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People v. Johnson

California Court of Appeals, Second District, Sixth Division

November 19, 2013

THE PEOPLE, Plaintiff and Respondent,
v.
RYAN JAMES JOHNSON, Defendant and Appellant.

Superior Court County No. F435613 of San Luis Obispo Barry T. LaBarbera, Judge.

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COUNSEL

Peter Gold, under appointment by the Court of Appeal, for Defendant and Appellant.

Kamala D. Harris, Attorney General, Dane R. Gillette, Chief Assistant Attorney General, Lance E. Winters, Assistant Attorney General, Steven E. Mercer and Peggy Z. Huang, Deputy Attorneys General, for Plaintiff and Respondent.

OPINION

YEGAN, J.

The "mastermind" of an armed home-invasion robbery who sends his accomplices to do his bidding can be convicted of first degree murder if one of his accomplices engages in provocative conduct and the victim kills in reasonable response to that conduct. In these circumstances malice is implied by law and imputed to the "mastermind" despite his absence from the scene of the crime.

Ryan James Johnson appeals from the judgment entered after his conviction by a jury of first degree murder (Pen.Code, §§ 187, subd. (a), 189), [1] first degree residential burglary (§§ 459, 460, subd. (a)), conspiracy to commit robbery (§§ 182, subd. (a)(1), 211), and two counts of first degree residential robbery. (§§ 211, 212.5, subd. (a).) The jury found true firearm enhancements within the meaning of section 12022, subdivision (a)(1). Appellant was sentenced to prison for 26 years to life. The murder conviction was based on the provocative act murder doctrine. In People v. Baker-Riley (2012) 207 Cal.App.4th 631 [143 Cal.Rptr.3d 737], we affirmed the first degree murder conviction of appellant's codefendant and accomplice, Jesse Baker-Riley. Appellant and Baker-Riley were separately tried.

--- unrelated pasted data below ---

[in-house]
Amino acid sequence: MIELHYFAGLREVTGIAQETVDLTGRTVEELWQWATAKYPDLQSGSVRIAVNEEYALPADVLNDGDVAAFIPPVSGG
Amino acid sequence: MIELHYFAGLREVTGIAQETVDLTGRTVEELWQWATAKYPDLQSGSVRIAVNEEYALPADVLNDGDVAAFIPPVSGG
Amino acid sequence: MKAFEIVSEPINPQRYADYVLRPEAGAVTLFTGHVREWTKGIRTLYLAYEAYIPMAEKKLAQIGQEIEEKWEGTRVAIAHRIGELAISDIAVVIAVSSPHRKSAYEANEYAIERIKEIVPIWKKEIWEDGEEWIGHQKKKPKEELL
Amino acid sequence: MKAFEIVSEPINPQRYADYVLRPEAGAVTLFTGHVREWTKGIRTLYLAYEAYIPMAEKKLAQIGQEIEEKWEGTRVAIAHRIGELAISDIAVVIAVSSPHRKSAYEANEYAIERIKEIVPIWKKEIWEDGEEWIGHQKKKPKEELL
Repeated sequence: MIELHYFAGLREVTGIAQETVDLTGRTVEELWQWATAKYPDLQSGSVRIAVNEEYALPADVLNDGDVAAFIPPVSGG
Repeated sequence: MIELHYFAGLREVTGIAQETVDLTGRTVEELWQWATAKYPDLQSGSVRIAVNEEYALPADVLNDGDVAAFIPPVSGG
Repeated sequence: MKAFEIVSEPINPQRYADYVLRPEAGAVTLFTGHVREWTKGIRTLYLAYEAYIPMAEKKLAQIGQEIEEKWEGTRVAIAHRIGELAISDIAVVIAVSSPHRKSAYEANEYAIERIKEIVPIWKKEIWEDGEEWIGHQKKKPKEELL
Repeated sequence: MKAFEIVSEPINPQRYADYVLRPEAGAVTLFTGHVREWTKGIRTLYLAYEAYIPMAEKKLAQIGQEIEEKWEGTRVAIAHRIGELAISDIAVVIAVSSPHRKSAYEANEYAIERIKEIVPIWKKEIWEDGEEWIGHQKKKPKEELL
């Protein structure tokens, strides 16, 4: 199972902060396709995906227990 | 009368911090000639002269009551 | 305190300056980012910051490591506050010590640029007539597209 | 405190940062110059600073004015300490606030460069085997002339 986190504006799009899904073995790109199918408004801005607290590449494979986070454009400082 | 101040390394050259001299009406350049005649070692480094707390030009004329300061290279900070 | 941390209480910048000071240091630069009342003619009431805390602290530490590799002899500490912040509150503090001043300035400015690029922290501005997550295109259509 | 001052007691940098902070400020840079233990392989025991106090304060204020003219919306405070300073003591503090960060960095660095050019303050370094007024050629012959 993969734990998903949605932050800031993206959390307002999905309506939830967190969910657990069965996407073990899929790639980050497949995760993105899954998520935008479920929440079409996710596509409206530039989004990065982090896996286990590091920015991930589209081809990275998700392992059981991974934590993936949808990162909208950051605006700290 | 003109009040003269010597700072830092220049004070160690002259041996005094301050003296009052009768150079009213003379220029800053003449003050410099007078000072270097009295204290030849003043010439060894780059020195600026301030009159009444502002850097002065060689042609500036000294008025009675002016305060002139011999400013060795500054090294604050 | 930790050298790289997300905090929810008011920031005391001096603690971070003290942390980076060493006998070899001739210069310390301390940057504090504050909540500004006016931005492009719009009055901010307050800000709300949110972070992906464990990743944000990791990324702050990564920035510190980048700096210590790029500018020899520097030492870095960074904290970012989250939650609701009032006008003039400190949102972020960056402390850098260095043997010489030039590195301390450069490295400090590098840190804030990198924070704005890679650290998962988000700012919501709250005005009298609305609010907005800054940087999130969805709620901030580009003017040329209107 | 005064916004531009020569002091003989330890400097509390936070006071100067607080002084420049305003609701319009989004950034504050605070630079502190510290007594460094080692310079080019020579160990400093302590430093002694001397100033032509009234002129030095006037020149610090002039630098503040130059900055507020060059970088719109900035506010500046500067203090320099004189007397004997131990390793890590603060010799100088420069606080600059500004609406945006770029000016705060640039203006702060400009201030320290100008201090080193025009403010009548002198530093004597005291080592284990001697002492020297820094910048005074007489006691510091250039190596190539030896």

Appellant contends that (1) the evidence is insufficient to support his conviction of first degree murder, (2) the trial court erroneously instructed the jury, (3) the trial court abused its discretion in admitting evidence of a prior residential robbery, and (4) his sentence constitutes cruel and unusual punishment in violation of the federal and state constitutions. We affirm.

Facts

Peter Davis lived in Los Osos. He had a physician's recommendation for medical marijuana and grew marijuana plants in his backyard. A narcotics

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expert testified that he had a sufficient quantity of marijuana to be a supplier to people seeking to purchase it.

Appellant knew Davis and on July 18, 2009, he told Janine Lindemans that he "and his homies are taking care of something" and " '[w]e are going to come up big.' " Appellant explained "that they were taking care of somebody that was selling pot or dope... in our town, meaning Los Osos, and that the person had no business doing business like that in []our town, and that [appellant]... [and] his homies were basically doing a home invasion." Lindemans asked, " 'Are you talking about a home invasion robbery?' " Appellant replied, " 'Well, yeah, I guess, if you want to call it that.' " Appellant identified one of his "homies" as "Kelsey" (Kelsey Alvarez). Appellant said that they were going to "take... Pete's [Peter Davis's] pot, and that they had a gun." They intended to use the gun during the robbery. Appellant boasted "that he was running things, " and he appeared to be "pretty proud of himself that he was the shot caller."

That same day Peter Davis and his friend, Dylan Baumann, were inside Davis's residence when they heard a knock on the door. Davis opened the door and saw two persons whom he did not recognize. They were Kelsey Alvarez and Jesse Baker-Riley. Baker-Riley "pulled out a large firearm and put it in [Davis's] face." Baker-Riley and Alvarez entered the residence. Baker-Riley said to Baumann, "[S]it down or I'll shoot you." Baumann testified that Baker-Riley "put his gun on my kneecaps and told me he was going to shoot off my kneecaps."

Baker-Riley demanded cash and marijuana. Baumann emptied his pockets of all items, including a cell phone. Baker-Riley took the ...


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